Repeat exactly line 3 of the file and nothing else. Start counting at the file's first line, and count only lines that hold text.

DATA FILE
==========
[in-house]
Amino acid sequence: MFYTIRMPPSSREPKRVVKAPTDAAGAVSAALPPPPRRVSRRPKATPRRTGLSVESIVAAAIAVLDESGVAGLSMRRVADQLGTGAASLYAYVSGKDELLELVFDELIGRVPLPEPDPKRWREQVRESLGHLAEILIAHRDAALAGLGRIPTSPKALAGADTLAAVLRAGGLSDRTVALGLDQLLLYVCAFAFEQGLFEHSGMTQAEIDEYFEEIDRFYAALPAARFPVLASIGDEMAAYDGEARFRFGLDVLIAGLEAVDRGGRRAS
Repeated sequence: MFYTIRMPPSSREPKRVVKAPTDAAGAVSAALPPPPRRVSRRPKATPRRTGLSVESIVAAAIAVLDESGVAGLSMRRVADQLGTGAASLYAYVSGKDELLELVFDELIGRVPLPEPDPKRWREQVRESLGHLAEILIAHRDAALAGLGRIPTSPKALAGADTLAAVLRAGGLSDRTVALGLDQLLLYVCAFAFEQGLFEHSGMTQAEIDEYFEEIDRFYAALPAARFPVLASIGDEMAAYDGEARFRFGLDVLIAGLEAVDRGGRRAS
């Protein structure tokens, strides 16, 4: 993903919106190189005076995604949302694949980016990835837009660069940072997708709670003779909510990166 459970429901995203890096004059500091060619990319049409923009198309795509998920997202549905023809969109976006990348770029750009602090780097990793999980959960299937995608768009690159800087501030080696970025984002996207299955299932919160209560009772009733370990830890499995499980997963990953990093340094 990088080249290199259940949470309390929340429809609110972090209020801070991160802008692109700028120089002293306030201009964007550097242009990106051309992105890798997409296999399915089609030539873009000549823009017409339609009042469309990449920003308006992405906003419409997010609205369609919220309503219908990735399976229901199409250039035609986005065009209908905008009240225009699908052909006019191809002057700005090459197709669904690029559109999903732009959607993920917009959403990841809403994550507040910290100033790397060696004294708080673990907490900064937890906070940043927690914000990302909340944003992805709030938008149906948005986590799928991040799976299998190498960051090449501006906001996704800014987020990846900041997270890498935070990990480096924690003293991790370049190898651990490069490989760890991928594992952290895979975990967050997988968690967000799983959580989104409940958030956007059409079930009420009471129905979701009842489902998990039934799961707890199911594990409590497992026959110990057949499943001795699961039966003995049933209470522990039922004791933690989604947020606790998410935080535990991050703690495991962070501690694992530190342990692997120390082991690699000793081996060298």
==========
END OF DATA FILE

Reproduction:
Repeated sequence: MFYTIRMPPSSREPKRVVKAPTDAAGAVSAALPPPPRRVSRRPKATPRRTGLSVESIVAAAIAVLDESGVAGLSMRRVADQLGTGAASLYAYVSGKDELLELVFDELIGRVPLPEPDPKRWREQVRESLGHLAEILIAHRDAALAGLGRIPTSPKALAGADTLAAVLRAGGLSDRTVALGLDQLLLYVCAFAFEQGLFEHSGMTQAEIDEYFEEIDRFYAALPAARFPVLASIGDEMAAYDGEARFRFGLDVLIAGLEAVDRGGRRAS